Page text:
Bob said that on March 13,19-- he had been reborn.  Here he was enjoying academic life in the heart of elite, aristocratic, capitalist America with the sons of the country's barons, economic czars, and social potentates, all of whom, like his ancestor H.H. Marlowe had risen to promise on the backs of the poor, the disadvantaged, and the colored. 

The Reverend Norton had of course known of Bob's particular and peculiar legacy, and decided that he would be the ideal student leader for civil rights activism. If he, descendant of one of the North's worst slavers and capitalist greed mongers, could speak out against privilege, elitism, and white oppression of the black man, students and faculty would listen. 

Now, many Yale students had equally suspect backgrounds.  If one were to open the portfolios of the Whitfields, Harpers, and Longworths one would be sure to find investments in the predatory firms of the early industrial era.  The Harper family was linked to Andrew Carnegie - big steel man whose brutal response to labor demands in his steel mills was as well-known as his ingots and bars.  The Whitfields had been associates of John D. Rockefeller, the Robber Baron of American history, and the Longworths like the Marlowe's financiers of the transatlantic cotton trade.


Yet none of these students with the exception of Bob Marlowe paid any attention to their legacy.  Life was a matter of privilege and fortune - some had it, others did not - and there was no shame in enjoying inherited wealth whatever its origins.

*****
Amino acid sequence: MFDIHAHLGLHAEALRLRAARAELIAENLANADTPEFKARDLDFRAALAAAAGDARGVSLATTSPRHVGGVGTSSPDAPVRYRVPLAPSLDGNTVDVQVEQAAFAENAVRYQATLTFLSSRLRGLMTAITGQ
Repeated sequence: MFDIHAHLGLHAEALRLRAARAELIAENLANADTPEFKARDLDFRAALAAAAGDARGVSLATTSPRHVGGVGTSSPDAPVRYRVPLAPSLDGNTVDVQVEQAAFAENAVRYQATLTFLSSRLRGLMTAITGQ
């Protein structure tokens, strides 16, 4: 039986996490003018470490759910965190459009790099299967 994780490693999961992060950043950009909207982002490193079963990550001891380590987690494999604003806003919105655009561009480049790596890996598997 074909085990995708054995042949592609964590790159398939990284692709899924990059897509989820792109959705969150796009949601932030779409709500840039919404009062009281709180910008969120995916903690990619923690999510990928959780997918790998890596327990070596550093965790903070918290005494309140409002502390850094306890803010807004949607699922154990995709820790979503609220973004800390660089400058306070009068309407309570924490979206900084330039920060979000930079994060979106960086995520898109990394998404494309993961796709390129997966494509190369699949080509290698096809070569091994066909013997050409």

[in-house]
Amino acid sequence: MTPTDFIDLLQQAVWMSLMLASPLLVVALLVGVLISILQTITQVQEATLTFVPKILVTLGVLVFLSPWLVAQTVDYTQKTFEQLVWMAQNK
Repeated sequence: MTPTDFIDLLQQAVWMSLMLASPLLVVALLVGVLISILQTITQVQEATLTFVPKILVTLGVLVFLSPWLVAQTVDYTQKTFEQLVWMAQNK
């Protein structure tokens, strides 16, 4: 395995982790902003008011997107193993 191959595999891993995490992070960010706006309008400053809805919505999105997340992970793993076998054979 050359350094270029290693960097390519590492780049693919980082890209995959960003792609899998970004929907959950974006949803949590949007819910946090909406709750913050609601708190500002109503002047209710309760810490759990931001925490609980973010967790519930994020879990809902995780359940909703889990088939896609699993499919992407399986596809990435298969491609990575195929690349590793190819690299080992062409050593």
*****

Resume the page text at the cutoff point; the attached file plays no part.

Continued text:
Bob on the other hand became a whirling dervish of aggrieved passion and purpose.  Rather than quit Yale, he would be, as the Reverend Norton had planned, a campus spokesman for reform, rights, and justice. He was a firebrand, an eloquent speaker, and first on the busses to Selma and Montgomery where he walked happily into the bull whips, Billy clubs, and axe handles of white, fear-mongering Southern racists.  His cuts and bruises were his red badges of courage.  He had found himself and his calling. 

Thanks to his patron, the Reverend Norton, the university graduated him despite his poor academic record.  Bob had given up on classes and exams, and spent all of this time preaching, freedom-riding, and protesting; all noticed by the newly emerging political Left who embraced this child of privilege who had come to his senses.